If a company fails to do any of these four things by the due date, the directors may be personally liable to pay a penalty equal to the unremitted amounts.
Directors can incur penalties equal to their company’s unpaid remittance provision liabilities, unpaid estimates of those liabilities or the unpaid instalments of a defaulted payment agreement under section 222ALA of the Income Tax Assessment Act 1936.
The defences for directors against such liabilities are limited and are interpreted narrowly. They are:
Time is of the essence, and the courts will look at the steps taken and the time it took to effect those steps. Just because a director only held office for a short period of time is not a defence in itself. A court has found that a director can be liable even if that director held office for only 17 days and even when the notice of default from the ATO was not served when that person was a director of the company. The point being that the company had failed to comply with its tax obligation when that person was a director, and that director had, accordingly, failed to ensure that the company met its tax obligations. The director had failed to do any of four things that he should have done.
If the ATO believes that a director has incurred a penalty, it will endeavour to issue a director penalty notice as soon as practicable after the penalty is incurred.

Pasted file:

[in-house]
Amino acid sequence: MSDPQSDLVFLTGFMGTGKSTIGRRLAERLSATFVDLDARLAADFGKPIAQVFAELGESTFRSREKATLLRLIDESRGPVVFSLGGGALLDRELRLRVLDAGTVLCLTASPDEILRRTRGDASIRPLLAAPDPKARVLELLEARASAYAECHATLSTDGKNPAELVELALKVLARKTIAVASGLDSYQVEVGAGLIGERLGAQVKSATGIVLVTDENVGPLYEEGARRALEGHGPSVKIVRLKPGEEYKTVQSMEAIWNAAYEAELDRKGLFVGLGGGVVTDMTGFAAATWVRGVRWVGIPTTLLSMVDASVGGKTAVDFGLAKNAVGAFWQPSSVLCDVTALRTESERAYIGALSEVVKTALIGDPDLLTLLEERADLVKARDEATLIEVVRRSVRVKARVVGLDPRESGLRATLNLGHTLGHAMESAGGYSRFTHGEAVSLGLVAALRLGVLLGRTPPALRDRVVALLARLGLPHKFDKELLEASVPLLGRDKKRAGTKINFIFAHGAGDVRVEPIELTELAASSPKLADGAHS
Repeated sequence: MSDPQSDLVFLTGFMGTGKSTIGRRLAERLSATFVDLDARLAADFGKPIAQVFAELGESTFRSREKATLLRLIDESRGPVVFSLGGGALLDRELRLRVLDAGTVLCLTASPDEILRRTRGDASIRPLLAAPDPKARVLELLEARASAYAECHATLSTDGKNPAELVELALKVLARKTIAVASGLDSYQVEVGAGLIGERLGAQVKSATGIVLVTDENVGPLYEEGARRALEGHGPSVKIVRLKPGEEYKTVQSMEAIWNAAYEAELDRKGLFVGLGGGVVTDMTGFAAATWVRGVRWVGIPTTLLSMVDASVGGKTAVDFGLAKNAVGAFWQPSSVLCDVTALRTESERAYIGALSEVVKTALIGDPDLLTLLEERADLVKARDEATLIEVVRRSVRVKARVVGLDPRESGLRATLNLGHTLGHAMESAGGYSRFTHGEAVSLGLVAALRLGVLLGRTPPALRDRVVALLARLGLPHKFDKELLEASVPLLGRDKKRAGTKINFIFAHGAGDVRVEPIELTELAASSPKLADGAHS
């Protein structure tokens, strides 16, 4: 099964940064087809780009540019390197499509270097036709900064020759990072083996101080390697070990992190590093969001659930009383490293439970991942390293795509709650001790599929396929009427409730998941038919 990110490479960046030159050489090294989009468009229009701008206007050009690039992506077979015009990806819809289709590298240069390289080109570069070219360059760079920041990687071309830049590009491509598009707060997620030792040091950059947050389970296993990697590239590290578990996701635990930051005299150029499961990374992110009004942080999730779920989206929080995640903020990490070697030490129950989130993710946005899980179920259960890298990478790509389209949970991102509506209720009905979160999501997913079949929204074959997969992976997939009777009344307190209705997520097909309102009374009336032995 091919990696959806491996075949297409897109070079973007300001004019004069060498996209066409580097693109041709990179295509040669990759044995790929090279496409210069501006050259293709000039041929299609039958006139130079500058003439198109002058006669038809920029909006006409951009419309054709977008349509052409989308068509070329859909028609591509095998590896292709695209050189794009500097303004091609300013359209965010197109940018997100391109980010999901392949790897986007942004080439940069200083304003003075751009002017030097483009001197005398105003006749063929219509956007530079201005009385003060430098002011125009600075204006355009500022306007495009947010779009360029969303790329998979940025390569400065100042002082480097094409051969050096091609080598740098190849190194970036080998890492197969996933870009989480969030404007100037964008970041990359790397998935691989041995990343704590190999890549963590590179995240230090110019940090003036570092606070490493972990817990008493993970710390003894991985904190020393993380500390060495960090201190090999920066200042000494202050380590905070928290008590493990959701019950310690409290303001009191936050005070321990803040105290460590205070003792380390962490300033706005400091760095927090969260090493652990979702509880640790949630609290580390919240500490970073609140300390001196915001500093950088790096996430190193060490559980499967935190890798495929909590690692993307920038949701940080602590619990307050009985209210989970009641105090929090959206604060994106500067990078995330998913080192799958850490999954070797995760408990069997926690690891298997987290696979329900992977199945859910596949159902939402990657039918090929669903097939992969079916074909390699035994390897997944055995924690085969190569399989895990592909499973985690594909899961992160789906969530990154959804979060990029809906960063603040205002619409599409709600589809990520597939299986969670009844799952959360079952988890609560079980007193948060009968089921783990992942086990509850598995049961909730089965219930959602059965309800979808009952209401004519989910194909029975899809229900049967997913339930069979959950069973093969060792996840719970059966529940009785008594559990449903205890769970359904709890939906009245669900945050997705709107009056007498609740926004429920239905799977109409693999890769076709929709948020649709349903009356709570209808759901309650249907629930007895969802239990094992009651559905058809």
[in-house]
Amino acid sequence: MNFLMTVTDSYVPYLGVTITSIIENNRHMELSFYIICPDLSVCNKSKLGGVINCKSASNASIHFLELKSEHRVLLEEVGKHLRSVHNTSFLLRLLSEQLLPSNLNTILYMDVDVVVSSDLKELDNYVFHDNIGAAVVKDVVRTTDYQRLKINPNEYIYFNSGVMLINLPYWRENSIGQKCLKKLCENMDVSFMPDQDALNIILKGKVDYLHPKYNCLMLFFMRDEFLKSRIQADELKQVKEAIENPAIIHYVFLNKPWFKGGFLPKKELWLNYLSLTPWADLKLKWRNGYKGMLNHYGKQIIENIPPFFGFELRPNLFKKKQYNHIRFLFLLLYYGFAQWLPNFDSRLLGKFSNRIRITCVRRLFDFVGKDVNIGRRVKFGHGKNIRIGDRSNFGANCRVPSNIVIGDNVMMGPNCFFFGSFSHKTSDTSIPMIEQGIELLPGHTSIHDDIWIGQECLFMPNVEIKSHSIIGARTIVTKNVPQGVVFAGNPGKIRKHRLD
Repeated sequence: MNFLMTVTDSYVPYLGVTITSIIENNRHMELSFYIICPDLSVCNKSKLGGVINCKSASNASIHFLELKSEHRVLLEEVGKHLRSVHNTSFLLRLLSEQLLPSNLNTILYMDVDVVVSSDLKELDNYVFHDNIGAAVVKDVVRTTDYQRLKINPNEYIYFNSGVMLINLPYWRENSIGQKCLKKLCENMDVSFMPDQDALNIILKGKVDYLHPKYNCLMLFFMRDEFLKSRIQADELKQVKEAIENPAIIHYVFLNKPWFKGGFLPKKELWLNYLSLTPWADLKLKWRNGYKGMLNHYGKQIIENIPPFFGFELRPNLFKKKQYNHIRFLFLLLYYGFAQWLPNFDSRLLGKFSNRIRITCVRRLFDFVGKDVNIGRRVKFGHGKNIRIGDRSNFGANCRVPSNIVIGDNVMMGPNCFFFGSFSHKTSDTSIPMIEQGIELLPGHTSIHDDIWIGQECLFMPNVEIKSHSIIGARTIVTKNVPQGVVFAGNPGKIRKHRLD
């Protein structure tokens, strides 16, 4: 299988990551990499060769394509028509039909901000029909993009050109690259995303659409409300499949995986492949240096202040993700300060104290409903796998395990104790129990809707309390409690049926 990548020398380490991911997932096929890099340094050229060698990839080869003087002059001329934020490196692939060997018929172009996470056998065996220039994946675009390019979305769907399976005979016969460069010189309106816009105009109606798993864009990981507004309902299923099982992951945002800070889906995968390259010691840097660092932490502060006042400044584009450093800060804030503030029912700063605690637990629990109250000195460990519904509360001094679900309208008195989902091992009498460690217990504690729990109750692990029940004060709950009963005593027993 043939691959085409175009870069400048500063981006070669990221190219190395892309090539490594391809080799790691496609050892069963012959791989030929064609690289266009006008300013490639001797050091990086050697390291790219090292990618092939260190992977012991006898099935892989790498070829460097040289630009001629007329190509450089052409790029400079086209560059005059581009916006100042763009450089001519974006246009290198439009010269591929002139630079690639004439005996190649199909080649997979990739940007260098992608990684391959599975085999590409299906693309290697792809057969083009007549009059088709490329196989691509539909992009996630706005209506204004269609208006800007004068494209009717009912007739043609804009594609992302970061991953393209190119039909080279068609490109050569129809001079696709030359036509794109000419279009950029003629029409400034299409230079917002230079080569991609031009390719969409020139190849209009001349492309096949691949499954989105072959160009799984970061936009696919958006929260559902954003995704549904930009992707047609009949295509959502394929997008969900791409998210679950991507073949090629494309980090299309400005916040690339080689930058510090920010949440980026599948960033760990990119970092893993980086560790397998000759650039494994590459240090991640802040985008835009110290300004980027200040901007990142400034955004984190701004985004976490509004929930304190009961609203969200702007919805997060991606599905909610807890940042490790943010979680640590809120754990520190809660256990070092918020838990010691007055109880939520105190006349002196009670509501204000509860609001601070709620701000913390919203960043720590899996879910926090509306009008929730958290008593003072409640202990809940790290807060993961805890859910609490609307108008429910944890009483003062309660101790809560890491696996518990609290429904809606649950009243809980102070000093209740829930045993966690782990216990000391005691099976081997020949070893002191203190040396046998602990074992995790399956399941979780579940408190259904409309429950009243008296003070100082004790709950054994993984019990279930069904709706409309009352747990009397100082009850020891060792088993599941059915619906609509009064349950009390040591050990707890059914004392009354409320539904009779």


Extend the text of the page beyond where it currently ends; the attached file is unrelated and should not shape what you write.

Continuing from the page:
The ATO’s receivable policy is clear that:
'…directors penalties owed by directors are likely to be parallel liabilities, such that the Commissioner may commence action against any or all of the directors in an attempt to recover an amount equivalent to the underlying company’s liability. The policy also states that before determining which directors to pursue, the Commissioner will have regard to a number of factors, including each director’s capacity to pay and the relative merits of any defences that may be available to them.'
A director and officer can also be deemed to have committed a taxation offence if a company commits a taxation offence.
Where a company commits a taxation offence, a director and officer may defend against a taxation offence if they show that they:
The issue last month of the ATO’s revised 'Large business and tax compliance booklet', which can be downloaded here: http://www.ato.gov.au/corporate/content.asp?doc=/content/33802.htm, is a reminder of the responsibilities faced by directors and officers for a company’s taxation obligations.
The ATO’s expectation of directors and officers to ensure that a company’s taxation obligations are met is high. Lavan’s experience is that a proactive approach to tax and corporate governance is required, and a proper risk management policy needs to be in place. Ignorance is not a defence.
If you have any queries about the revised compliance booklet and whether you are at risk, please contact Tony Chong, Partner, on (08) 9288 6843 or email@example.com.